[Botan-announce] Botan 1.4.10

Jack Lloyd lloyd at randombit.net
Sun Dec 18 18:38:00 EST 2005


Botan 1.4.10 was released about an hour ago; FC2 RPMs are up now, FC3 will be
up shortly, and FC4 sometime Monday. This release adds KASUMI, the block cipher
used in 3G mobile phones, and contains some modifications to Randpool that
should make it significantly more secure. Binary I/O can now be used with the
data sources and streams which back to files, at the option of the application.

Pipe has been refactored, and there is now no overhead whatsoever to running
any number of messages through a single pipe. Previously, there was a roughly
12 to 20 byte overhead per message that went through, even if all the data was
immediately read out. Some facilities previously available to any subclass of
Filter have been now made available only to subclasses of the new Fanout_Filter
class; this has generalized the system a bit, so that Fork is no longer
magical.

A small memory leak in the block cipher code of the OpenSSL engine has been
plugged, and a bug in the allocators reported last month by Matthew Gregan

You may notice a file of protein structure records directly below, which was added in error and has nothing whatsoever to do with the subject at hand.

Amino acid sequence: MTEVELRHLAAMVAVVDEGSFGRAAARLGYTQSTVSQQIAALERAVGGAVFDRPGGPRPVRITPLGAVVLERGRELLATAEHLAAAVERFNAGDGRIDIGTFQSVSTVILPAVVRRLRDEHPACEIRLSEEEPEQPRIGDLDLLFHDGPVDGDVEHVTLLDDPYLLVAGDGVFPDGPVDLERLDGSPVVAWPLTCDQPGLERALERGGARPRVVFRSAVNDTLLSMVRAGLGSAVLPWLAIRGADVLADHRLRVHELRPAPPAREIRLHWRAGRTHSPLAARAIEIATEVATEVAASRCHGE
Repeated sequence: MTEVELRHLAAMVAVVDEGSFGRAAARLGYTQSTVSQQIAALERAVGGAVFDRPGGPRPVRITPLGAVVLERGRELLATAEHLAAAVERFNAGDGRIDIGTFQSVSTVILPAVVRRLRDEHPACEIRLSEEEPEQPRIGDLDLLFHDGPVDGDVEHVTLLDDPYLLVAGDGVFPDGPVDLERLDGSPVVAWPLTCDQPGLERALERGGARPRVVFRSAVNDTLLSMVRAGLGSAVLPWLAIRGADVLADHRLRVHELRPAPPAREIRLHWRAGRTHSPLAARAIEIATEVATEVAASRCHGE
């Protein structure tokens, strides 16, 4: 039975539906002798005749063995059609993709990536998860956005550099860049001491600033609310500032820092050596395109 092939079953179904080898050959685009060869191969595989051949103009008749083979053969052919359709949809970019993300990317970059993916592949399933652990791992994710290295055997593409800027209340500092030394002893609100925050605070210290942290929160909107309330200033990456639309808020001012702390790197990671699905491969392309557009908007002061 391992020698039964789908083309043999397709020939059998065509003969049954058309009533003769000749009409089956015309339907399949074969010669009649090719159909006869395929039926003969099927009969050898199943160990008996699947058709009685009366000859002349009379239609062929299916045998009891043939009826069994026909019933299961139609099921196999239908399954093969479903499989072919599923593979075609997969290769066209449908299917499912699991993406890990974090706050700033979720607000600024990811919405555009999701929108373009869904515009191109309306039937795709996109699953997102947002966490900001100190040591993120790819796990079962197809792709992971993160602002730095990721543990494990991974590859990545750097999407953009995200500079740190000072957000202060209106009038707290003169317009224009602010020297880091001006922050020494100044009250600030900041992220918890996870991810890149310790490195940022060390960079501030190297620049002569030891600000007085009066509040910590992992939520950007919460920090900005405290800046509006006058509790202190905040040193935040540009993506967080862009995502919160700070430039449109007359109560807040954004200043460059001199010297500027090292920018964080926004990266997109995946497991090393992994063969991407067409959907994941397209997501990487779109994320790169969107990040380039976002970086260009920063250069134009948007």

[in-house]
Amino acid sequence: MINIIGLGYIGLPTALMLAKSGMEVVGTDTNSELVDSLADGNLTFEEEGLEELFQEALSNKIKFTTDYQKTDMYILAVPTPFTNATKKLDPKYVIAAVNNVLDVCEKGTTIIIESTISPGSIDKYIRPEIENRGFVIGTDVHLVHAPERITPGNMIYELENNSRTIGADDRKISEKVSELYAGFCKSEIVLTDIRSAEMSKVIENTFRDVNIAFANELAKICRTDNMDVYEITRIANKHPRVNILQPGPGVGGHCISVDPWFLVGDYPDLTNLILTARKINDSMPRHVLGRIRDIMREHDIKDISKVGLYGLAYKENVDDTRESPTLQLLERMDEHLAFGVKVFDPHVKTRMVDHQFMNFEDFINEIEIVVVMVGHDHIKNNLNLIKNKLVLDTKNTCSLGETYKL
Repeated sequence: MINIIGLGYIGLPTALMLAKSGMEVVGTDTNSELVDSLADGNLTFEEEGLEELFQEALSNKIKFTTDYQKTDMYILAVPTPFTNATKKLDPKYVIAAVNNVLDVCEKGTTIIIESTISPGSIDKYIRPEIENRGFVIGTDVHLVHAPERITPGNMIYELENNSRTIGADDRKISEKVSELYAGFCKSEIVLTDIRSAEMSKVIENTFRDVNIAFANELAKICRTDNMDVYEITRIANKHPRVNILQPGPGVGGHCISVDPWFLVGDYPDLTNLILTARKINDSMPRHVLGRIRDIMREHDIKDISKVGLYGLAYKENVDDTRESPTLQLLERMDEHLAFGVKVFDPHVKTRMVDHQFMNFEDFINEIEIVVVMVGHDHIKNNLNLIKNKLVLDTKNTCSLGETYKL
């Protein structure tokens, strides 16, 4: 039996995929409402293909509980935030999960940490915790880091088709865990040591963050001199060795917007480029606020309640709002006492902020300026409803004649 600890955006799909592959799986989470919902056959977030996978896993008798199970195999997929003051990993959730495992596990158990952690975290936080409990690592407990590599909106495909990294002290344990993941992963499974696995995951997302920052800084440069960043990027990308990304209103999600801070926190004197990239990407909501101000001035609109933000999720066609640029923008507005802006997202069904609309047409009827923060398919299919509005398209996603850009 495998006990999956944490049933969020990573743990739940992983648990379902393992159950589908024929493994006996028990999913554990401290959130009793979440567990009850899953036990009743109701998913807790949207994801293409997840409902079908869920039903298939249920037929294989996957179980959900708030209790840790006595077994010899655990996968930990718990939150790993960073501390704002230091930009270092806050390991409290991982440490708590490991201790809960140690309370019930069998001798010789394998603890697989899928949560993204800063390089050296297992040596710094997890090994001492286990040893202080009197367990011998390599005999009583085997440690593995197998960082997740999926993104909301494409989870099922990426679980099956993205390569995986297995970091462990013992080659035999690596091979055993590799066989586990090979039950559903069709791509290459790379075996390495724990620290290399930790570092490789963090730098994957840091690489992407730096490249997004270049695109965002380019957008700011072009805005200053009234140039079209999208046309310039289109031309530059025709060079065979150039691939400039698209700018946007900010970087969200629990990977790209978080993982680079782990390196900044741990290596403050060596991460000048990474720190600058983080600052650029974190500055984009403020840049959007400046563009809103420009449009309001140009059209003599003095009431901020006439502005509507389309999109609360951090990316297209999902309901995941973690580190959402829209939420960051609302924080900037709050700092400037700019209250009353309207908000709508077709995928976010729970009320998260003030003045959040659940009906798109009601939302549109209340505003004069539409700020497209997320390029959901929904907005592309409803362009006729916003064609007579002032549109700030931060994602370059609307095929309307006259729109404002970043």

(http://www.randombit.net/pipermail/botan-devel/2005-November/000165.html) was
fixed using the patch he supplied.

Some headers have changed; the most noticeable one is that util.h has been
split up into bit_ops.h (low-level bit/word operations), parsing.h (string
manipulation), and util.h (timers, memory locking, entropy estimation). In
addition, none of these headers are included in any other botan headers any
longer, with the exception of botan.h (which has bit_ops.h and parsing.h, which
have the most commonly used functions). So you may see missing symbols,
depending on how your code looks, but the fix for that is trivial and backwards
compatible with older releases, so it seems fairly tolerable.

There was a problem with 1.4.9 on MacOS X; I believe this has been resolved but
at the moment I don't have access to an OS X machine. If someone could test
this (especially on a G5 running Tiger, since Botan has never been tested
there), I would appreciate it.

Some of you may be interested to learn that this is the first release for which
you can purchase a commercial support license. Licenses last for a year and
cover all stable releases produced during that time, and include prioritized
bug report and support request processing, assistance in porting to new
platforms, and limited phone support. If this sounds like something your
organization might be interested in, please contact me.

Jack



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